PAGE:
Monthly Archives: October 2013

School Hacking #2 – Tips and Tricks for Exam Week Preparation

Hello fellow students! We have almost made it through quarter one. You might be reviewing in class by now or finishing up the last few concepts. Those of you who are new to CCH might be sitting in class, thinking “WHERE DID THE TIME GO!?!?!” But worry not – the following are a few tips for exam week preparation.

1) Study cards – I know you may think study cards seem lame, but they are actually very helpful. Instead of shuffling through pages upon pages of notes, all of the concepts are right there printed nicely on cards. It can be a great way to study as well since you’re actually going to have to go back through things to write them down on the cards.

2) SLEEP! – Don’t forget to get some rest! You don’t want to show up to an exam tired and brain dead. Even though you may be tempted to squeeze in as much knowledge as possible the night before a test, it’s never a good idea to stay up late before you take any exam.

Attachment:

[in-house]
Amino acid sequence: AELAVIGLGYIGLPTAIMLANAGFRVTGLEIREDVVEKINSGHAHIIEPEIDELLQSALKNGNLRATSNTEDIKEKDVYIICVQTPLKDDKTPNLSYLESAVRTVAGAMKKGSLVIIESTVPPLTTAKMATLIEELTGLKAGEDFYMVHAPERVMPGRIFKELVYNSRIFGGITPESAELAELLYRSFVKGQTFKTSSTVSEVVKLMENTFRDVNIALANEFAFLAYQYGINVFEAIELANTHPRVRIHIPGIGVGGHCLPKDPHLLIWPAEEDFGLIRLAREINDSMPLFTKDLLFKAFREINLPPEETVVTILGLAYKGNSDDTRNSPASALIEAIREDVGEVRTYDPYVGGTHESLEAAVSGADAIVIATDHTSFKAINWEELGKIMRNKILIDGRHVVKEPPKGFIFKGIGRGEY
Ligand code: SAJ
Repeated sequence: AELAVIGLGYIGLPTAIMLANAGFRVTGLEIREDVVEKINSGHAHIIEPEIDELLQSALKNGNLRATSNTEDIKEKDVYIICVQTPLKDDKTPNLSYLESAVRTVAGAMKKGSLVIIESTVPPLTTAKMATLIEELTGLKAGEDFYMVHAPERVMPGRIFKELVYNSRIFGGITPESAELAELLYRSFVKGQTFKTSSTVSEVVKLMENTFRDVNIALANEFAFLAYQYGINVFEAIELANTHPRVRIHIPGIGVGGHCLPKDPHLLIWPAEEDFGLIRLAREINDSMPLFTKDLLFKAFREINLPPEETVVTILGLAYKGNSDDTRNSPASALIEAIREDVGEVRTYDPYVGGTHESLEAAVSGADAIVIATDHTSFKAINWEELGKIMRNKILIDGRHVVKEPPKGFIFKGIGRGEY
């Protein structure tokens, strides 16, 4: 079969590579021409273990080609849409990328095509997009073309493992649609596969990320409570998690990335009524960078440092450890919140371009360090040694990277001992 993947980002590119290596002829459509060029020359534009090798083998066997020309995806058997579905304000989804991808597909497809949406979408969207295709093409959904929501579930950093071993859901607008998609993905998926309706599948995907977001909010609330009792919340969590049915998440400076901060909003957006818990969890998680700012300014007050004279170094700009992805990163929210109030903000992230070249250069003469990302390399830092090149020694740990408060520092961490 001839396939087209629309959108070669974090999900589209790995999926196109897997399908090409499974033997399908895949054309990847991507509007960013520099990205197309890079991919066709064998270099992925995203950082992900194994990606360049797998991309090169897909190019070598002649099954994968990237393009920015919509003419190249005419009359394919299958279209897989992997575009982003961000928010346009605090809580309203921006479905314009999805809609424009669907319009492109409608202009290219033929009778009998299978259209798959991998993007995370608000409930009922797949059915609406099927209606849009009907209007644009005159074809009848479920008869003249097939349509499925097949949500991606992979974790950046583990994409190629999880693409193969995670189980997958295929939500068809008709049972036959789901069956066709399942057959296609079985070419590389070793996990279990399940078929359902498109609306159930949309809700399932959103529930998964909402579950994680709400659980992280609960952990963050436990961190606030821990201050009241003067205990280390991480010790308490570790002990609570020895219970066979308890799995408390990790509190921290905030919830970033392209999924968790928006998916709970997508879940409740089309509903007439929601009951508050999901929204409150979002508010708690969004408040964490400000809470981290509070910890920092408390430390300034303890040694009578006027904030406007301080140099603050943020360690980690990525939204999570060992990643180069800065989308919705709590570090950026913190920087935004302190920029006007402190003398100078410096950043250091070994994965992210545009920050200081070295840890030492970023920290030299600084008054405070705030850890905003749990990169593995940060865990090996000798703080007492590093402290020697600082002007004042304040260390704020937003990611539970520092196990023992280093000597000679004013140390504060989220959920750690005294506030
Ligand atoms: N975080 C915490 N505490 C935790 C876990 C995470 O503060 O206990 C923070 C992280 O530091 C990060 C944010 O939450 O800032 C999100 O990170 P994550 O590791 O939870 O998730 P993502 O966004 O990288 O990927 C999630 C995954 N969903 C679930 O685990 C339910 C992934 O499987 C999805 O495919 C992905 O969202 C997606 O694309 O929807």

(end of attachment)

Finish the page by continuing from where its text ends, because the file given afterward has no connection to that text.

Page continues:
3) Bring a water bottle – Not only is it important to hydrate for health reasons, it also keeps your brain working. A hydrated body makes a happy mind. It will help you remember things, and generally, you will feel much better if your body is properly hydrated.

4) Use Flex Time – This is not your “lunch hour”. Even though you eat lunch during this time, that isn’t what it was created for. Usually, teachers will be in their classrooms or you may have to book a flex appointment, but the staff is always very good at helping students during this time. If you are unsure of something, ASK! Don’t leave it until the last minute and panic over it during the last few days before your exam. E-mail your teacher if necessary; they are there to help you.